To hold the movants liable for the remote and speculative losses claimed by Tri-State and Bahakim would impose extraordinary burdens on commercial life. The law is not quick to impose liability in the absence of physical injury or property damage for expectant future economic losses, particularly where the losses have been incurred by parties unknown and unforeseeable to the defendants (i. e. Pepsi's and Continental Can's ignorance of Mr. Bahakim's role in the sales). The reasonable conduct of commercial life requires that a line be drawn beyond which claims will not be heard. Such a demarcation has been established by both the state law within this district and the accumulated discussions on the limitations of consequential commercial damages.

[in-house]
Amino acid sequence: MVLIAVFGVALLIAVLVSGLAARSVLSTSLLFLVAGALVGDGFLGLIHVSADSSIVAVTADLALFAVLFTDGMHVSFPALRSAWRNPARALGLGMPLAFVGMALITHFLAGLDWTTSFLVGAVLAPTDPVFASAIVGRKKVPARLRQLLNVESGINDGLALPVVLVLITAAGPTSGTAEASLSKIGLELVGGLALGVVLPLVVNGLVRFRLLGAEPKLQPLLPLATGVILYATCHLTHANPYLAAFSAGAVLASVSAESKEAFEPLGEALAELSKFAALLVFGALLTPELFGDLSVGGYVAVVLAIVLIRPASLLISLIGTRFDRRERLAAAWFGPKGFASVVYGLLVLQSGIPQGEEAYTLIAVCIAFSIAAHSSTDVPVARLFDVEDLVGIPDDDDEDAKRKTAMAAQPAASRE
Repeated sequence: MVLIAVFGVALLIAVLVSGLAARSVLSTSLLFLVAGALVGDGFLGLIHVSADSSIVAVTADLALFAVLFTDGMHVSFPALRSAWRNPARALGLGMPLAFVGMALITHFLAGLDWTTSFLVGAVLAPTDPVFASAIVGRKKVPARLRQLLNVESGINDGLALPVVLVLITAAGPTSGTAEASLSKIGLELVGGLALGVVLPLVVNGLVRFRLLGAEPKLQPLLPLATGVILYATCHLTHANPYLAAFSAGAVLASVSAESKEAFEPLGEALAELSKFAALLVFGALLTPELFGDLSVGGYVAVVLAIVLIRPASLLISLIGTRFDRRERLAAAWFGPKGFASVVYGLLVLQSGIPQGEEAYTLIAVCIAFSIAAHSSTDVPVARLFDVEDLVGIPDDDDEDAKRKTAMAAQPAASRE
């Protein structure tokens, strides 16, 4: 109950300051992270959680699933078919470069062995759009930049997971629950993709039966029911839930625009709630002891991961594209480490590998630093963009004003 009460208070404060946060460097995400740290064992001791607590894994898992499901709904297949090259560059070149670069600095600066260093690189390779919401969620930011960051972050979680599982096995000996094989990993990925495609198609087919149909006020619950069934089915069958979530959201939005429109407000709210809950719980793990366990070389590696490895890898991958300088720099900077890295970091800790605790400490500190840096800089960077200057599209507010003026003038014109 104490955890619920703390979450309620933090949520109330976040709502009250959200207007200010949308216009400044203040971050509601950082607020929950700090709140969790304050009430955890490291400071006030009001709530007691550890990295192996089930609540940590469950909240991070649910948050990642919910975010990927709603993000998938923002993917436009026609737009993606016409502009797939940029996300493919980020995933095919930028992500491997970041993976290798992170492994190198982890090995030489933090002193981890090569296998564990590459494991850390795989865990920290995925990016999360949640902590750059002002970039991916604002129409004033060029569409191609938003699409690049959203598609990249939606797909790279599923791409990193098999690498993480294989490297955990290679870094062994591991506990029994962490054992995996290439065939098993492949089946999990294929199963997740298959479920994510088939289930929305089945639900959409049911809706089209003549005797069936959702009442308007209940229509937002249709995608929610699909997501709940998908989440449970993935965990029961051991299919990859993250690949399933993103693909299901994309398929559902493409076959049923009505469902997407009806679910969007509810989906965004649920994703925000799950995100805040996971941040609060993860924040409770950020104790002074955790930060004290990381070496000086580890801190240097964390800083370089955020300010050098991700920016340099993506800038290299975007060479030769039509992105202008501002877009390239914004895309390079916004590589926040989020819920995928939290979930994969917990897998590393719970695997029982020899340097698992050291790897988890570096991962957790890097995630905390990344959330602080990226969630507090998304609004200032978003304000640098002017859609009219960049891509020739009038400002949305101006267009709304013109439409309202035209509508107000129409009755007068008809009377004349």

As the court in Rickards v. Sun Oil Co., 23 N.J.Misc. 89, 41 A.2d 267 (1945) indicated, "(it) is fundamental that there must be some reasonable limitation of liability for the commission of the tort. The wrongdoer is not liable in the eyes of the law for all possible consequences." Id. at 93, 41 A.2d 267. The Rickards court found that an extension such as the one suggested by Tri-State and Bahakim for damages stemming from lost future profits would impose a liability entirely disproportionate to the act committed or to the failure to perform the duty assumed. As such, remote, speculative and fanciful damages are to be excluded from recovery as a matter of law. Id. at 95, 41 A.2d 267.